The practice of close scrutiny of social media profiles is creating such a terror of any exposure of anything adverse that it threatens to suppress the very utility of using such media to vet people as candidates censor themselves to avoid controversy.
In my last essay on the topic, posted on social-hire.com, I threw out the idea that some standards should be set when looking at a potential candidate’s social media presence. To my surprise, nothing was forthcoming in the comments. Thus, please indulge me in voicing some thoughts here.
LinkedIn is the default location for people networking for work, and for a person’s professional on-line presence in general. Therefore standards should be high; no drinking, no buddy arm-in-arm pictures, no unprofessional outfits, and so on. Inappropriate pictures/content here should receive the highest level of concern. I have seen pictures of both men and women whose appropriateness for LinkedIn I would question; in the case of one young woman to whom I am connected, I pointed this out and they changed their picture.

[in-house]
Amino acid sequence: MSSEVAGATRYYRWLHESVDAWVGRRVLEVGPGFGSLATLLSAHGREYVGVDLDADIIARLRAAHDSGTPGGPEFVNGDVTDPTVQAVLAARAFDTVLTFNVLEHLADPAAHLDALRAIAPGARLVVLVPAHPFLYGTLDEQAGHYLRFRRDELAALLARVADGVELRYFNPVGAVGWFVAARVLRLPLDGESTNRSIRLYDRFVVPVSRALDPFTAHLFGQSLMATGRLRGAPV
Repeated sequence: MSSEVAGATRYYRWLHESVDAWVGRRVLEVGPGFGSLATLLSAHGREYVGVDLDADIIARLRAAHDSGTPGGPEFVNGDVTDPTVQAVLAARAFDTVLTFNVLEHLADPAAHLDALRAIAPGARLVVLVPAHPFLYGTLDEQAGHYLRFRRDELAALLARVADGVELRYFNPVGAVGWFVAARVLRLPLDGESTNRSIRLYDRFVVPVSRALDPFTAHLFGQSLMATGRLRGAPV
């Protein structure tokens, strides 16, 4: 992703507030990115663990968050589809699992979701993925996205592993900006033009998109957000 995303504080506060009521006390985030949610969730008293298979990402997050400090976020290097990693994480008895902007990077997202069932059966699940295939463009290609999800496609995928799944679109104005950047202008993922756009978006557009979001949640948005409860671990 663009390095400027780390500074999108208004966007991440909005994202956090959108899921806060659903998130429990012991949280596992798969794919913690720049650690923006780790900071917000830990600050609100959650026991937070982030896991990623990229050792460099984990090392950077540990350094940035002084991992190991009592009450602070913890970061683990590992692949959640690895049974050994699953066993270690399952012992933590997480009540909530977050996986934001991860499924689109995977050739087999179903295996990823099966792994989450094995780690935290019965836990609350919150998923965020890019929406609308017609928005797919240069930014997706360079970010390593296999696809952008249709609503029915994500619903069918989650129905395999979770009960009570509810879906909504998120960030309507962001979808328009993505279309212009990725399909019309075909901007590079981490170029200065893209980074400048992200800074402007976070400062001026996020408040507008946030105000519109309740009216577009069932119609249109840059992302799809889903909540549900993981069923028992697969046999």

Likewise, a blog or twitter account devoted to building up one’s reputation as an expert in a field should also have a strictly professional picture and well-written, well-thought out posts (I try!); insights into personality and humor are fine, but again – are they reasonable?